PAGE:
Researchers from the University of Illinois Urbana-Champaign in the US have made an important breakthrough in inventing a device to detect the Zika virus in the blood with the help of a clip to be attached to a smartphone
As seen during the time of the COVID-19 pandemic, rapid, simple, and accurate identification of the virus have proved to be crucial for detecting and preventing the spread of infection. Unfortunately, laboratory-based methods often require trained personnel and have complex procedures.
Zika virus infection is currently detected through polymerase chain reaction tests performed in a laboratory. This can increase the genetic material of the virus. This makes it easier for scientists to detect it.
What is Zika Virus?
Zika virus is mainly transmitted by Aedes aegypti mosquitoes. Although the disease is largely asymptomatic or results in mild symptoms in adults. The patient has a rash on the skin, fever, swelling in the eyes, joint pain etc. If mothers are infected during early pregnancy, it causes developmental disorders in newborns.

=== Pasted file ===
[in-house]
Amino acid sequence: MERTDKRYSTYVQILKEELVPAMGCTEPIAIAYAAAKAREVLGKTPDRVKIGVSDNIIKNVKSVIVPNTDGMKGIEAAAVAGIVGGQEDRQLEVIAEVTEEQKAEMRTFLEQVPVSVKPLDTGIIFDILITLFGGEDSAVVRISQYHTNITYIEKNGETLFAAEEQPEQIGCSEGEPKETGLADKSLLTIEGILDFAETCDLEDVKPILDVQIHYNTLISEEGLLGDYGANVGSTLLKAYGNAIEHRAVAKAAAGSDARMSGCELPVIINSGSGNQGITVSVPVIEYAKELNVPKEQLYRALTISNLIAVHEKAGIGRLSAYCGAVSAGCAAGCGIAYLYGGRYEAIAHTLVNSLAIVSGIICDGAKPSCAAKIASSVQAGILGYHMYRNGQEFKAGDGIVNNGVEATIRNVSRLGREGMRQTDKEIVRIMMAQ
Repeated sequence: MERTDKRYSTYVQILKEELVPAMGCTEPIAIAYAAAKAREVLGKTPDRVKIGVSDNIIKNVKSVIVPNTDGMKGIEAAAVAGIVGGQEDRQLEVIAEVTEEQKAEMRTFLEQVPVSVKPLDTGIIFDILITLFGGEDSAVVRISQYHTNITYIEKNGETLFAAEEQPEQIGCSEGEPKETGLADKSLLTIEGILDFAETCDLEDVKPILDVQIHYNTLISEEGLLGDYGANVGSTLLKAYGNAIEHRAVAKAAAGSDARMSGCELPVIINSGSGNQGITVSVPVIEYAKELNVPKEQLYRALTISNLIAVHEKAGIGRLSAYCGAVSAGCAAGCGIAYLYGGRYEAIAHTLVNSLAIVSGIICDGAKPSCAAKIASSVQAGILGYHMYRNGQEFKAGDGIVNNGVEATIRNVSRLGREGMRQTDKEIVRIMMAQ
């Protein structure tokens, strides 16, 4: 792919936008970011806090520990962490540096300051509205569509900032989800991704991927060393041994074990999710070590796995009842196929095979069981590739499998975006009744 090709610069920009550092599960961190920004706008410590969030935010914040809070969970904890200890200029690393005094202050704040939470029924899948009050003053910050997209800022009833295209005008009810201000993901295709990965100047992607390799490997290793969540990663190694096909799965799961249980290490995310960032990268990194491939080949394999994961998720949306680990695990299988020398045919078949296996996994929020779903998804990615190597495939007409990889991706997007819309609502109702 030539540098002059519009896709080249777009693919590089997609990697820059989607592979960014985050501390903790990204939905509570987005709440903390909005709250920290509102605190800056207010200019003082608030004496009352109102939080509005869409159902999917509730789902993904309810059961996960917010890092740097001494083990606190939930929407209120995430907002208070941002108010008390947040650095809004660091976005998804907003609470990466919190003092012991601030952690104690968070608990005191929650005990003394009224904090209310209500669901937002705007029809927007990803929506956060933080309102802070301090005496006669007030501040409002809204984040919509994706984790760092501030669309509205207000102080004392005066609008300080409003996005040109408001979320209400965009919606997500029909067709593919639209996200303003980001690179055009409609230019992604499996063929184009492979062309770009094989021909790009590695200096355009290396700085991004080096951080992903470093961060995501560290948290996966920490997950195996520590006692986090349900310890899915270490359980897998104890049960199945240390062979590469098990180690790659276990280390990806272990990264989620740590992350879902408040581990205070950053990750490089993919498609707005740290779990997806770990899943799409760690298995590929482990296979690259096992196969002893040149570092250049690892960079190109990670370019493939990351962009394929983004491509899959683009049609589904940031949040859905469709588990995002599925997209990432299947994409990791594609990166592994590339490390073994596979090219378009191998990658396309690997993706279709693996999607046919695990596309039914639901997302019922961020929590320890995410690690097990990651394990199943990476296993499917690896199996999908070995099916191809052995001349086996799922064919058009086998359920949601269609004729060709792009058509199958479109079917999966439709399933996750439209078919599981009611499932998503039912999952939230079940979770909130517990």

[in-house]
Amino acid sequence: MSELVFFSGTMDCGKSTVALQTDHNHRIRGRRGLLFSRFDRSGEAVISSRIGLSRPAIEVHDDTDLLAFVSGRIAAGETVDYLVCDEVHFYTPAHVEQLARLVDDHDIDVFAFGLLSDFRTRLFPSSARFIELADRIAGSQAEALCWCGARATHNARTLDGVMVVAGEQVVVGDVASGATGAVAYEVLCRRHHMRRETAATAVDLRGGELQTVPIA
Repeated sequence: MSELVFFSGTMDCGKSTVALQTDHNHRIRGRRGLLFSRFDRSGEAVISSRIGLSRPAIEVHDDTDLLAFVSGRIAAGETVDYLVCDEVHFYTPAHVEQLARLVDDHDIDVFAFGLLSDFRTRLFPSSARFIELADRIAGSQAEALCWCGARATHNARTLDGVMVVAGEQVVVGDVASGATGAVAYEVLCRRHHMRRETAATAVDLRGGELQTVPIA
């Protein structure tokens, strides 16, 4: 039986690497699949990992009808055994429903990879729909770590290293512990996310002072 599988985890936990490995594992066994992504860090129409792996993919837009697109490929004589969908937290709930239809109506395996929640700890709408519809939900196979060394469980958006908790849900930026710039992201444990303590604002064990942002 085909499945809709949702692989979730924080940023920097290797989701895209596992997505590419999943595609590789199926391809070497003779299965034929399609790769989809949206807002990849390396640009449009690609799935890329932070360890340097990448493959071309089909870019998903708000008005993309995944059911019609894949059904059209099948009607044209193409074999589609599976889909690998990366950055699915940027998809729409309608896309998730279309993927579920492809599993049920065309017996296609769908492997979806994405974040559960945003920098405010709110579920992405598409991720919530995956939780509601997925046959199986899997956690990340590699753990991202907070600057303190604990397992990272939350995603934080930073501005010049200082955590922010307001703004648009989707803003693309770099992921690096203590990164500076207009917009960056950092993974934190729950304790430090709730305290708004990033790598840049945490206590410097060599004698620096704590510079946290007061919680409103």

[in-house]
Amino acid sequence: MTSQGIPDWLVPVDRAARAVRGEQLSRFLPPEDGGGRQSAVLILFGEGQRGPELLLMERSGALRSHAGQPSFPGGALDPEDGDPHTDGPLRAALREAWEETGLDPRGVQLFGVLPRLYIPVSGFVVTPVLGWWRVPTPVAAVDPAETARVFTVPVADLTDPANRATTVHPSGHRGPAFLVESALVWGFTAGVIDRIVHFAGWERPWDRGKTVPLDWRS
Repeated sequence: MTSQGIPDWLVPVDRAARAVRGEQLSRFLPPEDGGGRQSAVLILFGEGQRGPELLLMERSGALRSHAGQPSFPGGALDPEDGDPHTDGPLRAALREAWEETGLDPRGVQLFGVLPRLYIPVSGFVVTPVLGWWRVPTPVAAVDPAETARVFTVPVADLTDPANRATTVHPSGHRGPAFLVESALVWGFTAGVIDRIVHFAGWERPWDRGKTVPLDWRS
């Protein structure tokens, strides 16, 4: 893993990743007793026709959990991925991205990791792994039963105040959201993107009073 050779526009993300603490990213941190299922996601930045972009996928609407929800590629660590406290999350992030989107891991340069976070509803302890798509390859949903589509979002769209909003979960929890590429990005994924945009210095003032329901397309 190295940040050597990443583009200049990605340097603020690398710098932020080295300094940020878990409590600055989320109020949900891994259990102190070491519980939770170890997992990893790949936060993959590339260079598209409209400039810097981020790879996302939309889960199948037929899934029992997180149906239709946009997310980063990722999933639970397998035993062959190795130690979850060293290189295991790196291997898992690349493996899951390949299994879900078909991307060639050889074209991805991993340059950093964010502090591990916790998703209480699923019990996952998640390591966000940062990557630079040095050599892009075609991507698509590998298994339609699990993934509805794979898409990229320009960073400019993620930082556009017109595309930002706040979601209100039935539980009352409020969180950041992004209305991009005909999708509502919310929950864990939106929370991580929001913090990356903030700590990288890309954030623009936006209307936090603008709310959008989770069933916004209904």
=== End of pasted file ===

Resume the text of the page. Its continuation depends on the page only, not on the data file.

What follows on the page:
How can I know
“We designed a clip-on device so that the rear camera of the smartphone can see the cartridge,” said Brian Cunningham of the University of Illinois at Urbana-Champaign. Cunningham said that when there’s a positive response, you see tiny green blooms of fluorescence that eventually fill the whole with green light.
In the new study, researchers used loop-mediated isothermal amplification to detect the virus in blood samples using an approach suitable for point-of-care clinics. Whereas PCR requires 20 to 40 repeated temperature changes to amplify the genetic material, LAMP only requires a single temperature of 65 °C, making it easier to control.
In addition, PCR tests are very sensitive to contaminants, especially other parts of the blood sample. As a result, the sample is purified before it can be used. LAMP, on the other hand, does not require any such purification step.
A cartridge, which contains the reagents needed to detect the virus, is inserted into the device to be tested, while the device is clipped to the smartphone. Once the patient ingests a drop of blood, a set of chemicals breaks down the virus and blood cells within five minutes. A heater under the cartridge heats it up to 65°C.
The second set of chemicals then amplifies the viral genetic material and if the blood sample contains the Zika virus, the fluid inside the cartridge turns bright green. The whole process takes 25 minutes.
Researchers are now developing similar tools to simultaneously detect other mosquito-borne viruses and are working on making the devices even smaller.